As several scholars have documented,
the desire to lead a happy and fulfilling life is a universal one – and one
that even our ancestors had. However, while the topic of happiness has
traditionally attracted the attention of philosophers and religious leaders, it
has, more recently, started attracting the attention of social scientists. These
scientists’ findings reveal that there are two major – and inter-related –
reasons why people aren’t as happy as they could be.
First, people have erroneous
theories about the determinants of happiness. Most people, for example, expect an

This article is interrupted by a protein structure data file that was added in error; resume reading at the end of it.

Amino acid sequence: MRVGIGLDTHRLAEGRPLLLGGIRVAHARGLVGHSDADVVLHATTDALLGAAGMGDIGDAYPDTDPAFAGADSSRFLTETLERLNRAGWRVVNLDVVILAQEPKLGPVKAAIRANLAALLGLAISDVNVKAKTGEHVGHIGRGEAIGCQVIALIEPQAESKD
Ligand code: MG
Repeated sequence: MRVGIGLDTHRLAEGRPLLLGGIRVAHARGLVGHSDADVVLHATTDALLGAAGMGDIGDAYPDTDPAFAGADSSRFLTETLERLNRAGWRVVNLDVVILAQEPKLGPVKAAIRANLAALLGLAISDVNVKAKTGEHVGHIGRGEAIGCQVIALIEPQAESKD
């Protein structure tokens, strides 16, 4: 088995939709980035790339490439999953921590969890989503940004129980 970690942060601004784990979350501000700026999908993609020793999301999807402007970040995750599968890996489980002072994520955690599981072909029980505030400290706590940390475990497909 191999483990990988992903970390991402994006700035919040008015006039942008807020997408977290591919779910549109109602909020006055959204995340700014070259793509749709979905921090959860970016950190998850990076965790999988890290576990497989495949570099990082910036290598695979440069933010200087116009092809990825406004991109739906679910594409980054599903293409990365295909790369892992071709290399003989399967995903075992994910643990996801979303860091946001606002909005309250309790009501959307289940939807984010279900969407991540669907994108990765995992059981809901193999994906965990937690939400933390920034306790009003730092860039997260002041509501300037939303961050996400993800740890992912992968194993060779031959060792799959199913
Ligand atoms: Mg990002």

increase in material possessions (e.g., wealth) to have a bigger impact on
happiness than it actually does. Likewise, most people do not expect pro-social
behavior (e.g., generosity) to enhance happiness-levels as much as it actually
does. Second, even when people’s lay-theories about what will make them happy
are accurate, they often can’t bring themselves to make happiness-maximizing decisions.
There are several reasons for this, including the desire to pursue more
quantifiable goals at the expense of less quantifiable, but more happiness-enhancing,
In this course, we’ll explore empirical
findings and theories that: a) document support for both reasons why people
aren’t as happy as they could be, b) reveal why people exhibit these happiness-eroding
tendencies, and c) what people can do to overcome these tendencies to enhance
their happiness levels.